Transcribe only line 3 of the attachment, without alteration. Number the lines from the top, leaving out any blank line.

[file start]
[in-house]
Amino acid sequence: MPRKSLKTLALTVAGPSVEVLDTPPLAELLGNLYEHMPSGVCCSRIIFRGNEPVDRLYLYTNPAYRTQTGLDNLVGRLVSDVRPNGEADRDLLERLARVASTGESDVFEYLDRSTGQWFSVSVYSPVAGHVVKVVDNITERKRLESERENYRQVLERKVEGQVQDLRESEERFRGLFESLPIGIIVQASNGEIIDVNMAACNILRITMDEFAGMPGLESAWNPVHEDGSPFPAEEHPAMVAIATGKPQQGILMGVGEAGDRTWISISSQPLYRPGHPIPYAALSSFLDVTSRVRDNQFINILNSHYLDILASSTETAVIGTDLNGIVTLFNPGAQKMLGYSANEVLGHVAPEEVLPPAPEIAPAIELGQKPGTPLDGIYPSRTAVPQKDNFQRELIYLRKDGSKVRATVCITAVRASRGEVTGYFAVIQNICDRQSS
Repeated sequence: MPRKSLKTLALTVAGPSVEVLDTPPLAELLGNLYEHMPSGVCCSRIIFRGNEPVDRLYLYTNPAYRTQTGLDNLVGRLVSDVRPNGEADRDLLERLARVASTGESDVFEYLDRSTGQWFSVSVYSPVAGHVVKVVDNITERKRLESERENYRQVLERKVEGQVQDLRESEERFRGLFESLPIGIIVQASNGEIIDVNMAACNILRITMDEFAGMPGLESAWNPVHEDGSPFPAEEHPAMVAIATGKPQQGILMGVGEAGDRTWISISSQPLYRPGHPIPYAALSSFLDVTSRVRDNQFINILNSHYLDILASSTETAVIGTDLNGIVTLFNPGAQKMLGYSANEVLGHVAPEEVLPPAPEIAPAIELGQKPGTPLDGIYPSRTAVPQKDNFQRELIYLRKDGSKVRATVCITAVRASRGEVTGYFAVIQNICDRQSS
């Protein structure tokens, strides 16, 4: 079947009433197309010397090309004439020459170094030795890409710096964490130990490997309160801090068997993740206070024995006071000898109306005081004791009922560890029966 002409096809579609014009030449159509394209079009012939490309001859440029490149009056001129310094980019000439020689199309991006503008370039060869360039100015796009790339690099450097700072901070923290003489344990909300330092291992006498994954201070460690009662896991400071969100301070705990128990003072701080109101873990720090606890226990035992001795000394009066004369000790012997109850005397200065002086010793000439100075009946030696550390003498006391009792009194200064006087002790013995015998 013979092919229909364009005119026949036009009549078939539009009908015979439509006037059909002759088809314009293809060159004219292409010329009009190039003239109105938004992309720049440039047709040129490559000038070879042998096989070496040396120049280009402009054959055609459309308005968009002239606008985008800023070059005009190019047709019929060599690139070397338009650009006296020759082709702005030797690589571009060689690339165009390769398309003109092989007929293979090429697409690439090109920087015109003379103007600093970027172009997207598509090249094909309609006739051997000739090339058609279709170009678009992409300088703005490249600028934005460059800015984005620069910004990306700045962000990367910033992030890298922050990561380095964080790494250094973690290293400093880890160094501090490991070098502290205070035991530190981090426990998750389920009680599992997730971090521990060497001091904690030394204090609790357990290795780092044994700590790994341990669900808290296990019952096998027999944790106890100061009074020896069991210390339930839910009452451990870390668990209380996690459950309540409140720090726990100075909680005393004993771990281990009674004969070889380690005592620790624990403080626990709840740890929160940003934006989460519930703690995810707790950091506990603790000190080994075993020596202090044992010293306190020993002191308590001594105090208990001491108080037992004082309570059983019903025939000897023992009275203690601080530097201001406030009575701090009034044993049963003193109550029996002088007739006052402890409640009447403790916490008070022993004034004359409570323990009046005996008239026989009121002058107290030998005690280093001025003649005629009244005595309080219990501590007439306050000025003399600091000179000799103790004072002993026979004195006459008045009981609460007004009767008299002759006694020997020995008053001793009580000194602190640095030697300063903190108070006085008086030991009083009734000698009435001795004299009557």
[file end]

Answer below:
Repeated sequence: MPRKSLKTLALTVAGPSVEVLDTPPLAELLGNLYEHMPSGVCCSRIIFRGNEPVDRLYLYTNPAYRTQTGLDNLVGRLVSDVRPNGEADRDLLERLARVASTGESDVFEYLDRSTGQWFSVSVYSPVAGHVVKVVDNITERKRLESERENYRQVLERKVEGQVQDLRESEERFRGLFESLPIGIIVQASNGEIIDVNMAACNILRITMDEFAGMPGLESAWNPVHEDGSPFPAEEHPAMVAIATGKPQQGILMGVGEAGDRTWISISSQPLYRPGHPIPYAALSSFLDVTSRVRDNQFINILNSHYLDILASSTETAVIGTDLNGIVTLFNPGAQKMLGYSANEVLGHVAPEEVLPPAPEIAPAIELGQKPGTPLDGIYPSRTAVPQKDNFQRELIYLRKDGSKVRATVCITAVRASRGEVTGYFAVIQNICDRQSS